What’s your name and what genre would you consider your books to be?

My name is Jacqui Castle, and my debut book, The Seclusion, is a dystopian, sciencefiction novel.  


Tell me about your book. How did you come up with that (story, angle, idea)?

The Seclusion takes place in a future United States, in the year 2090. The protagonist, a scientist named Patricia “Patch” Evans, discovers a relic from the past – an old van that contains items considered contraband in 2090. The items challenge her current worldview, and she begins to question whether what she has been taught by her totalitarian leaders from young age, is in fact the truth.

The first draft was finished in the summer of 2016, and since then it has evolved. It will be published on September 4, 2018.


What’s a typical working day like for you? When and where do you write? Do you set a daily writing goal?

I have two young children, ages four and eight, so my work schedule is not always predictable. My husband and I are incredibly fortunate that we both have flexible careers. So, about two days a week, I work from home, and the rest of the time I park myself at local coffee shops while my children are in school. I generally have a to-do list I work on first thing when I sit down (I would fall apart without my google calendar). I start with any upcoming freelance writing deadlines, and when those are out of the way, I turn my attention to my fiction writing.




Do you have a new book in the making and if so, what’s the name of your upcoming book?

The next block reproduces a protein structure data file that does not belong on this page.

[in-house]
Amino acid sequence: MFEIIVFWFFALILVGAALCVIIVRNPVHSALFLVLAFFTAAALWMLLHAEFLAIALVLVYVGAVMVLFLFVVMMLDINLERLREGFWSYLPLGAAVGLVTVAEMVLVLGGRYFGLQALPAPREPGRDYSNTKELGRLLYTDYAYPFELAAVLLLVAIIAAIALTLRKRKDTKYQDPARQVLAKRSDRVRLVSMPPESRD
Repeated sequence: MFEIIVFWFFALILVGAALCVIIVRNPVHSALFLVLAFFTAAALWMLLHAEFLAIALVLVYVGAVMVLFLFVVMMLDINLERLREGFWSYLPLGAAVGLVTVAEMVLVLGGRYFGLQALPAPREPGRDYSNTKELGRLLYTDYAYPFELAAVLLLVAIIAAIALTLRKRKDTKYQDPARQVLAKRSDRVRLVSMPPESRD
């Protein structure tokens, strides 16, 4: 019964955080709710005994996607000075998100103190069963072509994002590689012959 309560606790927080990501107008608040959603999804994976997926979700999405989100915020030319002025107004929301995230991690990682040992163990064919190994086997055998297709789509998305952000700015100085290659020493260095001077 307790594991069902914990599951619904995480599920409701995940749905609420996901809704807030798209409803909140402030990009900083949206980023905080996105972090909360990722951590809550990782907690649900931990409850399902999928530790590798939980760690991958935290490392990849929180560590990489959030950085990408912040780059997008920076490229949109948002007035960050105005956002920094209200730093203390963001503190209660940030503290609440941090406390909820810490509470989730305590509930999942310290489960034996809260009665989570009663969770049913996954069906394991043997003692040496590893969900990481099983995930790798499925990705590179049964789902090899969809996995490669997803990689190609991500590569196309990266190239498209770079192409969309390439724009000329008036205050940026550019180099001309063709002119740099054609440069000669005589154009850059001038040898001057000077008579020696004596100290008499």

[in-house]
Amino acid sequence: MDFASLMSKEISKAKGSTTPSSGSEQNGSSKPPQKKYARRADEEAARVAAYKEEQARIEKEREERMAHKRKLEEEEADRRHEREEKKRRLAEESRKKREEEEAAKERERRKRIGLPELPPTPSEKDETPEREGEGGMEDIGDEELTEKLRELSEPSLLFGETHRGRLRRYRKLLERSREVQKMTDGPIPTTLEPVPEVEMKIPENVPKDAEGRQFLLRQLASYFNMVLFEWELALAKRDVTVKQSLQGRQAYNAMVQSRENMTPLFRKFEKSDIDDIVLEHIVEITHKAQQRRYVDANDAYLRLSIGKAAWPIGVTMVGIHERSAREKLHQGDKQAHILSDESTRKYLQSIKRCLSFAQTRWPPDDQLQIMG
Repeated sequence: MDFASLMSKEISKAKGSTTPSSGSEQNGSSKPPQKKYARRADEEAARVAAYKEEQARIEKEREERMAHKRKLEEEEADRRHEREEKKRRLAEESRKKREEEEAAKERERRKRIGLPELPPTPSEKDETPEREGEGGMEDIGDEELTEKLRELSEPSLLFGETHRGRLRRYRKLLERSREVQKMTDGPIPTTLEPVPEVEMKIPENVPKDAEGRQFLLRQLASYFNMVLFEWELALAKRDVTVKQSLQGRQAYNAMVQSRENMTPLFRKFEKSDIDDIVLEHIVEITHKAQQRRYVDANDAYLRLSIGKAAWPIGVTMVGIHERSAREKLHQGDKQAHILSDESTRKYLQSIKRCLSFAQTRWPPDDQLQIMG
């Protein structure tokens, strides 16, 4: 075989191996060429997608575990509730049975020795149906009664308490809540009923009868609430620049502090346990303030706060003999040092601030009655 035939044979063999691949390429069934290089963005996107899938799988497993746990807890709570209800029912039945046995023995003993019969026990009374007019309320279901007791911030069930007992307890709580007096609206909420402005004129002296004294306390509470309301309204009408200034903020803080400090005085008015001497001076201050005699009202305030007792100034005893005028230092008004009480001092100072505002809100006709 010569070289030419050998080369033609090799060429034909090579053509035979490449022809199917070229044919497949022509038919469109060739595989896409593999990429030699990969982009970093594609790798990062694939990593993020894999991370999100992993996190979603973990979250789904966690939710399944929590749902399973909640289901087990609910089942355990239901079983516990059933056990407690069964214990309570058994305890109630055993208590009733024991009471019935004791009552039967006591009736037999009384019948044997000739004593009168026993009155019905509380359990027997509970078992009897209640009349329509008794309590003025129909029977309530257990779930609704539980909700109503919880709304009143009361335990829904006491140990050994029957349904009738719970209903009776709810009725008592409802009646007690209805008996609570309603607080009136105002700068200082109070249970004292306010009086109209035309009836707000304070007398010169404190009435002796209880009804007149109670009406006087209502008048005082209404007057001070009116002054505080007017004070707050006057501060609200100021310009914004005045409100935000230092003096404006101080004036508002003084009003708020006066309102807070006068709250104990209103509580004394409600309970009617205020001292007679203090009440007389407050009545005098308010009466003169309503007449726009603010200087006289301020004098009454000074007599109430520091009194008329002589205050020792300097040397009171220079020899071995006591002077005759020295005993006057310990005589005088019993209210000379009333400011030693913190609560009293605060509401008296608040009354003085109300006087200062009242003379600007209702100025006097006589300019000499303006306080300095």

The Seclusion will be released on September 4th. I have started writing a sequel, and it may turn into a trilogy depending how much of the story there is left to tell.


How important are character names to you in your books? Is there a special meaning to any of the names?

The main character, Patricia, is named after my late grandmother. I wanted to honor her, and the inspiration she has had on me, in some way.  Also, The Seclusion is publishing through reader-driven publisher Inkshares, which has a campaign component to their publishing process. Part of receiving the contract, was preselling 750 copies of the book. During my book campaign, I raffled off the naming rights to two of my characters. So, two of my characters (Officer Robbie Webb and Louise Collins) were named in part by two of the book’s backers.


What do you think of book trailers? Do you have a trailer or do you intend to create one for your own book?